The Eastern Michigan University women’s basketball team honored its three seniors at their March 6 game against Central Michigan University: Taylor Bird, Chelsea Hite and India Hairston. Before the game, I was able to get a few minutes of their time as well as their parting thoughts about their years at EMU.
Hairston said the two biggest things she takes out of her time at EMU is the need to work hard and believe in yourself. Her work ethic has shown this year, averaging 8.16 points per game in 125 career games as an Eagle.
Hairston said her most notable experience is winning the 2012 Mid-American Conference championship.
“That was the key highlight of my four years … That was the highlight of my college career,” she said.
“We had been to the MAC tournament all four years that I’d been here, but we’ve never been to the championship.”
In winning the MAC title, the ladies earned a trip to the NCAA tournament. Hite and Bird both agreed this was their top moment as Eagles.
“You can’t beat that,” Hite said. “That’s the stuff you tell your family; we have a ring for the rest of our lives. That’s the greatest thing ever.”
Bird recalled the moment the team won the MAC title.
“Paige [Redditt] hitting that final shot for us to go to the NCAA [tournament]—that was an amazing moment and we have the ring to show our kids,” Bird said.
Off the court, all three seniors agreed that academics were a huge part of their time at EMU.
“Make sure you keep up with the academic part as well as the basketball part,” Hairston said. “The basketball part will come, but if you don’t have the academic part with it, it’s pointless.”
Hite has carried the highest GPA on the team and is very happy with that accomplishment.
“We have a banquet every year and we get to invite a teacher,” Hite said. “I think that’s a pretty good accomplishment being a student-athlete.”
Bird had two professors who stood out to her at EMU.
“I really liked professor Shawn Sinawe and Anthony Kurek,” Bird said. “They’re just good people.”
Hite mentioned two teachers who have been her favorites in her time at Eastern.
“Megan Rickard, she’s a health teacher, and [Margo] Dichtelmiller, she’s my early childhood development teacher,” Hite said. “The education program is the best around and they really love teaching. They like helping their students.”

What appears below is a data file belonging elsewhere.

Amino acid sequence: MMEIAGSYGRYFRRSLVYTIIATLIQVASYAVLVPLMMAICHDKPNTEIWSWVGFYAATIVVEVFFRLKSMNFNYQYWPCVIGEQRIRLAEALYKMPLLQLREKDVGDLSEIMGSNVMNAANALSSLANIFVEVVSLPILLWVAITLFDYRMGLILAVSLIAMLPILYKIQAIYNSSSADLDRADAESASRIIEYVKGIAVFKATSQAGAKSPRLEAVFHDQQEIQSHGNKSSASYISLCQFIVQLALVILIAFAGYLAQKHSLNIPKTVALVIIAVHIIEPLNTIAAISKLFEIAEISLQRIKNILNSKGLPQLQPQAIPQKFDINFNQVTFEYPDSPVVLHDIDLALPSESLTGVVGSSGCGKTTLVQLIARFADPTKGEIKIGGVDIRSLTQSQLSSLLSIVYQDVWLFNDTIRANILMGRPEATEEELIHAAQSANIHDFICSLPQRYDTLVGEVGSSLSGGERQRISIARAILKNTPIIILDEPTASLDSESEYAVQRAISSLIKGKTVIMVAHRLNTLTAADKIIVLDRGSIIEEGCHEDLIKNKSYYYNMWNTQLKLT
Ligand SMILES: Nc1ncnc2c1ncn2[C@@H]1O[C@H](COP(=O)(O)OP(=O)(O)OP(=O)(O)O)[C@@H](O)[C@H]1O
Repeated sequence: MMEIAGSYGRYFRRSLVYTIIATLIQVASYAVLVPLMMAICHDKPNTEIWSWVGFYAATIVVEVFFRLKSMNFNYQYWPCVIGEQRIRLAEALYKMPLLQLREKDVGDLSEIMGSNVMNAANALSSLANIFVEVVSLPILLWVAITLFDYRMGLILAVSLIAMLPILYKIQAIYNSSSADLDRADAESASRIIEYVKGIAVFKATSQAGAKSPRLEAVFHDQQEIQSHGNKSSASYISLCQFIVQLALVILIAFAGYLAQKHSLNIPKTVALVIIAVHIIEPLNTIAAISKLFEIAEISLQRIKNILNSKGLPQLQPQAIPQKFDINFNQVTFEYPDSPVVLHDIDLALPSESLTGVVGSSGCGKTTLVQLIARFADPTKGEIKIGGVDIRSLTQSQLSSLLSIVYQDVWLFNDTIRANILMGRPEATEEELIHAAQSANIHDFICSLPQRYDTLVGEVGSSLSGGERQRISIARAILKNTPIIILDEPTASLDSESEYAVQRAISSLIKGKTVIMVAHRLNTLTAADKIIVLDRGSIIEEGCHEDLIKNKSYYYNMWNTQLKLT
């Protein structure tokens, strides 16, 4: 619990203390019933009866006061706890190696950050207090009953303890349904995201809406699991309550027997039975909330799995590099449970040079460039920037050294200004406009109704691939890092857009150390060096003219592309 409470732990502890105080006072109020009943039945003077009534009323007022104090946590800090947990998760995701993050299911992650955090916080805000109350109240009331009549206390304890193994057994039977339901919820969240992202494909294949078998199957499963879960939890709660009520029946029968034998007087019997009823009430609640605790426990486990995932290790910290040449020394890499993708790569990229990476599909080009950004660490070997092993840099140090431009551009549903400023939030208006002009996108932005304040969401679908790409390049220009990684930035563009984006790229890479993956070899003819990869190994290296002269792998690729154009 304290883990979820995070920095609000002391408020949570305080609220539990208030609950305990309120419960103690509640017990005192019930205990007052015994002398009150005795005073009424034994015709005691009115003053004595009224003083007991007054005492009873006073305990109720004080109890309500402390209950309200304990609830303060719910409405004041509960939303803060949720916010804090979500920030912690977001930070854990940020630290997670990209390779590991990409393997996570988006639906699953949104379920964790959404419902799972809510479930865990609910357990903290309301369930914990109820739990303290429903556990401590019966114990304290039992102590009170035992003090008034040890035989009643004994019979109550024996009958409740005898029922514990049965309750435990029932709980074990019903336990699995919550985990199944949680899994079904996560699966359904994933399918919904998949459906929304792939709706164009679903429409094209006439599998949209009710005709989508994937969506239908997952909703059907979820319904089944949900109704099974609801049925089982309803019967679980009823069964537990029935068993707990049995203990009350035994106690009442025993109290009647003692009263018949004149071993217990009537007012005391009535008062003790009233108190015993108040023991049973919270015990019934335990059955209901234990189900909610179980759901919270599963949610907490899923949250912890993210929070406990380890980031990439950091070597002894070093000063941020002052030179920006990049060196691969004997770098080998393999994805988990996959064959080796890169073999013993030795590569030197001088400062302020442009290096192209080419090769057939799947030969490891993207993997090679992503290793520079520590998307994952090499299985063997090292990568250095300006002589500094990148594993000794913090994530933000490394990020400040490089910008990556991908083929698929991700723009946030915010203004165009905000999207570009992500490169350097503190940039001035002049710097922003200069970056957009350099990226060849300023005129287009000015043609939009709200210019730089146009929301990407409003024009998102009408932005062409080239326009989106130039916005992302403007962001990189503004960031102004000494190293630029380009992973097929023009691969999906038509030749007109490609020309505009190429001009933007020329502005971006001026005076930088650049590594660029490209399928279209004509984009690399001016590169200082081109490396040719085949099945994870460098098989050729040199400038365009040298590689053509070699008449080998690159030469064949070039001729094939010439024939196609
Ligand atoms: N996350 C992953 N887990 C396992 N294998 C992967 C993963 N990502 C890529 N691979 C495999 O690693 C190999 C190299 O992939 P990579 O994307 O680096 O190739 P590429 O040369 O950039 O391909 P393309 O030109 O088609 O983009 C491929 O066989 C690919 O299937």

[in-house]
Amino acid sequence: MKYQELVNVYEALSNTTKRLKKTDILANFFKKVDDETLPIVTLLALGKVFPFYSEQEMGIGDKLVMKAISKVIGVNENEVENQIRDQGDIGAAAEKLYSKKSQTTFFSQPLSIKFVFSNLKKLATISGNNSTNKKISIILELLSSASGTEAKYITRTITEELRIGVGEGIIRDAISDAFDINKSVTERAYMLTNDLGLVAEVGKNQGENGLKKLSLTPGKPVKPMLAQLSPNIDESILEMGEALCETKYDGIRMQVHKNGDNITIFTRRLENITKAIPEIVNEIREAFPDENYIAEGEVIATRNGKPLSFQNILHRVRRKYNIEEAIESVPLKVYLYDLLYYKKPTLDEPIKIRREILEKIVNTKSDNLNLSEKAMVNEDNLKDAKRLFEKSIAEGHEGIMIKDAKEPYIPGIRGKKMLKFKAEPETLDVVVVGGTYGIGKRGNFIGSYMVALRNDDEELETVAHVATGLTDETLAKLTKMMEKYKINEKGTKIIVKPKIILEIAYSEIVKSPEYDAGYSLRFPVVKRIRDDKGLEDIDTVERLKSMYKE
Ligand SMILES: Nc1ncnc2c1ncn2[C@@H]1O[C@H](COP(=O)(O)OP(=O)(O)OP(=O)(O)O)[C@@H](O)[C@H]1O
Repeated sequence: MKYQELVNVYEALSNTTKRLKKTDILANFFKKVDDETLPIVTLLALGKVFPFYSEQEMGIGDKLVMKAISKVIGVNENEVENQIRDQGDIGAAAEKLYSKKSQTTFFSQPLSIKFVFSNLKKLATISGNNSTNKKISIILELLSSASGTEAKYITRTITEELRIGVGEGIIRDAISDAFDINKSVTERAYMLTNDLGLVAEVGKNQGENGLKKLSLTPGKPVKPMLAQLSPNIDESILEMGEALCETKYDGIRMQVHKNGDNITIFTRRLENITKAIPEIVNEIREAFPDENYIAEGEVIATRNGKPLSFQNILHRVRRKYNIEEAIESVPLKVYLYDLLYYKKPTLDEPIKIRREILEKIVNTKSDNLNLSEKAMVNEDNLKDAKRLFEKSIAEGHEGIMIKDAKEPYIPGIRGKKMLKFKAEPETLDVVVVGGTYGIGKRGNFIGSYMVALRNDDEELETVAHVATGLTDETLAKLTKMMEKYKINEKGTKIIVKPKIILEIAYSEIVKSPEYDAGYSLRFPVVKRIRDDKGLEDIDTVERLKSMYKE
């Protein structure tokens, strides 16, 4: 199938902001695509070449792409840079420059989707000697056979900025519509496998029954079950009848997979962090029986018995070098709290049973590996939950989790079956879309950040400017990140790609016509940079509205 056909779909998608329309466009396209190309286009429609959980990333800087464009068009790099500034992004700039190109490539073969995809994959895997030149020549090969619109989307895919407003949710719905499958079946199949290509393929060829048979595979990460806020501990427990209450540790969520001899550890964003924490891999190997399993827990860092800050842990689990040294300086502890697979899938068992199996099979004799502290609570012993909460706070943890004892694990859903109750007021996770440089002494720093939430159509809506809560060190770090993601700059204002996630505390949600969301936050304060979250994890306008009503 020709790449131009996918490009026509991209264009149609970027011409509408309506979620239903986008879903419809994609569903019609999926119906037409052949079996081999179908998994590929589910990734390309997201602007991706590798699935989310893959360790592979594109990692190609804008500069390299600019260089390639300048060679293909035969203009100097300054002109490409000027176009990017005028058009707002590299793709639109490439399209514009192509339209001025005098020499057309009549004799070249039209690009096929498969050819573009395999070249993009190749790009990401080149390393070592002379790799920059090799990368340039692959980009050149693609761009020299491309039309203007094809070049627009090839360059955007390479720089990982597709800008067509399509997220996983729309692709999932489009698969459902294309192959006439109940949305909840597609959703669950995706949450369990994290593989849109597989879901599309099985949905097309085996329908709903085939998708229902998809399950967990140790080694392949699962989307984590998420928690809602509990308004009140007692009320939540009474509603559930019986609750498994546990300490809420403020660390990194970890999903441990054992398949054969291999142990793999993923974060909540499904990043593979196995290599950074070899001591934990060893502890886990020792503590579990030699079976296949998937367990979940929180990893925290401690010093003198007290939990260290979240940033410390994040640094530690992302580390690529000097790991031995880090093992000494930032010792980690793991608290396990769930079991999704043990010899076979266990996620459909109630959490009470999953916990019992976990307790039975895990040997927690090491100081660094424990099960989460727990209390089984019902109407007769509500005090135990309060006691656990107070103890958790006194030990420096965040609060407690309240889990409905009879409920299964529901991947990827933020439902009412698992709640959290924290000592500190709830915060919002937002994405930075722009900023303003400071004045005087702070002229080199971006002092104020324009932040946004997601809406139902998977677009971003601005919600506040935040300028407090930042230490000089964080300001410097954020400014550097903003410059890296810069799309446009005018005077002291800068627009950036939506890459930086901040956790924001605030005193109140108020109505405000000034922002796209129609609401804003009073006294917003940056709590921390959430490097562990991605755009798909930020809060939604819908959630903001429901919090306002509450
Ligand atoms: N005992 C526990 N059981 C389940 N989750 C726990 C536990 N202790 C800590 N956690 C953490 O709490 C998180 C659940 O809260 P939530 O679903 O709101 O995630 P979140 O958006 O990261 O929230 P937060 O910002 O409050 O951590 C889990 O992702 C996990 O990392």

Hairston said her favorite professor throughout her four years at EMU was Heather Neff, who teaches in the English department and is popular among students and athletes alike.
“I wish I could have her every year,” Hairston said.
In addition to Neff, Hairston was quick to recognize all the professors at Eastern.
“They’re very caring,” she said. “They know how it is to be a student-athlete. They’re very reasonable with [deadlines] on papers and things like that.”
Bird echoed her teammate’s sentiments with some advice that applies to everyone, not just student-athletes.
“As long as you communicate with your teachers, they’ll work with you,” Bird said.
The seniors had some more advice too, this time about managing your time.
“That’s probably the biggest thing in being an athlete in any school,” Hite said. “You just need to manage your time. It’s hard, especially when you’re traveling, being on top of things.
Communication, also, communication and time management … that’s my advice.”
Bird also mentioned getting involved is a good thing to do in college.
“Staying involved and staying on top of your work, staying social and getting to know different people,” Bird said.
Hite had good things to say about EMU as a whole.
“Eastern is just a good university all around,” Hite said. “They give back to the community, in athletics especially. I feel like the community as a whole is not too big, it’s not too small, it’s a really good size. You get to know your professors. It’s a really good environment, and if you don’t want to go to a big school, it’s a really good place to go to. The teachers really care about you.”
The team was also a big factor for both Bird and Hite.
“I’ll miss being a part of the team,” Hite said. “They’re my family, they’ve been my family for the past four years. I’m going to miss having that. You always have 13 other opinions, which can be good or bad. You have 13 voices behind you. I’m gonna miss that, definitely. Having my sisters with me.”
“They’re all I know, really,” Bird said.
Bird was direct about the number one thing she is taking away from her time at EMU, and it has nothing to do with being on the court.
“Getting my degree,” Bird said.